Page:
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Publication numberUS7268876 B1
Publication typeGrant
Application numberUS 10/713,816
Publication dateSep 11, 2007
Filing dateNov 17, 2003
Priority dateJul 5, 2003
Fee statusPaid
Publication number10713816, 713816, US 7268876 B1, US 7268876B1, US-B1-7268876, US7268876 B1, US7268876B1
InventorsBlaine D. Johs
Original AssigneeJ.A. Woollam Co., Inc
Export CitationBiBTeX, EndNote, RefMan
External Links: USPTO, USPTO Assignment, Espacenet
General virtual interface algorithm for in-situ spectroscopic ellipsometric data analysis
US 7268876 B1
Abstract
A method of characterizing the outermost material on an article manufactured by deposition or removal of material from its surface, which requires no prior knowledge of the composition of the article.
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Claims(24)
1. A method of fabricating and characterizing the outermost material of an article which is manufactured by the deposition or removal of material, to or from, a process substrate, without explicit knowledge of any previously deposited underlying layers, said method comprising a procedure which comprises steps a, a′, b and c, said steps a, a′, b and c being:
a) providing a material deposition or removal chamber and an ellipsometer system configured with respect thereto so as to, in use, cause a beam of polarized electromagnetic radiation to impinge upon a process substrate therewithin during a procedure in which material deposition or removal upon said process substrate is caused to occur over a period of time;
a′) obtaining ellipsometric data during material deposition or removal upon said process substrate at three distinct times (t1), (t2), and (t3);
b) using a system of analytic equations which are derived from the exact Fresnel equations that describe the interaction of electromagnetic radiation with a layered material system, such analytic equations not requiring any knowledge of the underlying layer structure previously deposited on the sample, calculating ellipsometric data at time (t3), using the ellipsometric data acquired at times (t1) and (t2), and a parameterized optical model for the outermost material deposition or removal that occurs between (t1) and (t3), and (t2) and (t3);
c) determining the optical model parameters which characterize the outermost layer(s) by minimizing the difference between the ellipsometric data calculated at time (t3) by the analytical equations in b) and the ellipsometric data measured at time (t3), using a minimization algorithm; and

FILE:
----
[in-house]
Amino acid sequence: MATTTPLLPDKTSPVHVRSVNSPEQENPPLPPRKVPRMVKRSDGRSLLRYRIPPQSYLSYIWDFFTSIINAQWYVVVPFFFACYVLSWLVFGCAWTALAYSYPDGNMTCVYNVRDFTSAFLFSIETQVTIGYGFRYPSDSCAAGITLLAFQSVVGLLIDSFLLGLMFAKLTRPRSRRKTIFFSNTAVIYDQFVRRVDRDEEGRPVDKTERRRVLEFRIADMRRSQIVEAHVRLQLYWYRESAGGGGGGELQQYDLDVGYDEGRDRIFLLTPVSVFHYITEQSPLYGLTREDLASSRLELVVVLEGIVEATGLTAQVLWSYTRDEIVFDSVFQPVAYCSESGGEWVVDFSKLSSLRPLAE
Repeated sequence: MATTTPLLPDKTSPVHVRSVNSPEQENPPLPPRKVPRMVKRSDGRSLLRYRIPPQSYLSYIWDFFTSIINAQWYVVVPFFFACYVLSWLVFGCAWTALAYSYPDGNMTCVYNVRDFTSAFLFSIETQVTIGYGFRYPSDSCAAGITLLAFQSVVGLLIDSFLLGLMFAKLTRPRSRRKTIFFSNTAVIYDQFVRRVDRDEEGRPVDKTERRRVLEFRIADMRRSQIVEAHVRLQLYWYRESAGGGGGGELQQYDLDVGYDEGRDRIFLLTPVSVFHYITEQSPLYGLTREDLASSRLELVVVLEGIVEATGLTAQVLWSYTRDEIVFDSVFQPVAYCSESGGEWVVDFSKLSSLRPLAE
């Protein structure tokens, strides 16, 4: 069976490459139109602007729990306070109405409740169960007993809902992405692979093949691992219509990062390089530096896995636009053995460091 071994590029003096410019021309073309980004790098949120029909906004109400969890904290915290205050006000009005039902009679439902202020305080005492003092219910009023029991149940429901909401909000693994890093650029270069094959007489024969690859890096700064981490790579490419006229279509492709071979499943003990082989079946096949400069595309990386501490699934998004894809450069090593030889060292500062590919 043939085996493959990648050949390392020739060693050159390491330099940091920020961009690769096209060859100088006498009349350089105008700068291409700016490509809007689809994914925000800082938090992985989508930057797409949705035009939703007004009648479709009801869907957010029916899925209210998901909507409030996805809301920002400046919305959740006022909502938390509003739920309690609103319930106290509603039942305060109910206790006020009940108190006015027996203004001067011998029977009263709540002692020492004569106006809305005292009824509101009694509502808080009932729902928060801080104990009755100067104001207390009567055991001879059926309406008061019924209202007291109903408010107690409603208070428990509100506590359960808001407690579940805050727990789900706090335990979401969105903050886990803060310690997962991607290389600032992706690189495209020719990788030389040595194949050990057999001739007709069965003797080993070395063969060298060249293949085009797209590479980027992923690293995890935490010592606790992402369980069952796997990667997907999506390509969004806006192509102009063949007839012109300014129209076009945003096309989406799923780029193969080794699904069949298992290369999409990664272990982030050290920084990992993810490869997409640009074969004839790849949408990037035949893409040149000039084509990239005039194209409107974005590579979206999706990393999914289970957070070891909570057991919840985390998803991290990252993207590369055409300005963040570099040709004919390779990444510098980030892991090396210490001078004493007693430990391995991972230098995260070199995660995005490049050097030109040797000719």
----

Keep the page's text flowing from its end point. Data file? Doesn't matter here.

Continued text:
d) practicing said procedure steps a, a′, b and c to the end that said article is manufactured and said outermost material thereof is characterized.
2. A method as in claim 1 in which the minimization algorithm is implemented by non-linear regression.
3. A method as in claim 1 in which the minimization algorithm is the Levenberg-Marquardt method.
4. A method as in claim 1 in which the optical model for the outermost material deposition or removal is parameterized by at least one of the parameters from the selected list:
the material deposition rate,
the material removal rate,
the optical constants of the outermost material,
the surface roughness of the outermost material.
5. A method as in claim 1 in which the substrate is of a shape selected from the group consisting of:
comprising a planar surface;
of an arbitrary shape.
6. A method as in claim 1 in which the obtained ellipsometric data is characterized by at least one selection from the group consisting of:
it is acquired at a single wavelength;
it is acquired at a more than one wavelength;
it is acquired at a single angle of incidence;
it is acquired at least two angles of incidence.
7. A method of fabricating and characterizing the outermost material of an article which is manufactured by the deposition or removal of material, to or from, a process substrate, without explicit knowledge of any previously deposited underlying layers, said method comprising a procedure which comprises steps a, a′, b and c, said steps a, a′, b and c being:
a) providing a material deposition or removal chamber and an ellipsometer system configured with respect thereto so as to, in use, cause a beam of polarized electromagnetic radiation to impinge upon a process substrate therewithin during a procedure in which material deposition or removal upon said process substrate is caused to occur over a period of time;
a′) obtaining ellipsometric data during material deposition or removal upon said process substrate at four distinct times (t1), (t2), (t3), and (t4);
b) using a system of analytic equations which are derived from the exact Fresnel equations that describe the interaction of electromagnetic radiation with a layered material system, such analytic equations not requiring any knowledge of the underlying layer structure previously deposited on the sample, calculating ellipsometric data:
at time (t1), using the ellipsometric data acquired at times (t2) and (t4), and a parameterized optical model for the outermost material deposition or removal that occurs between (t1) and (t2), and (t1) and (t4);
at time (t2), using the ellipsometric data acquired at times (t1) and (t3), and a parameterized optical model for the outermost material deposition or removal that occurs between (t2) and (t1), and (t2) and (t3);
at time (t3), using the ellipsometric data acquired at times (t2) and (t4), and a parameterized optical model for the outermost material deposition or removal that occurs between (t3) and (t2), and (t3) and (t4);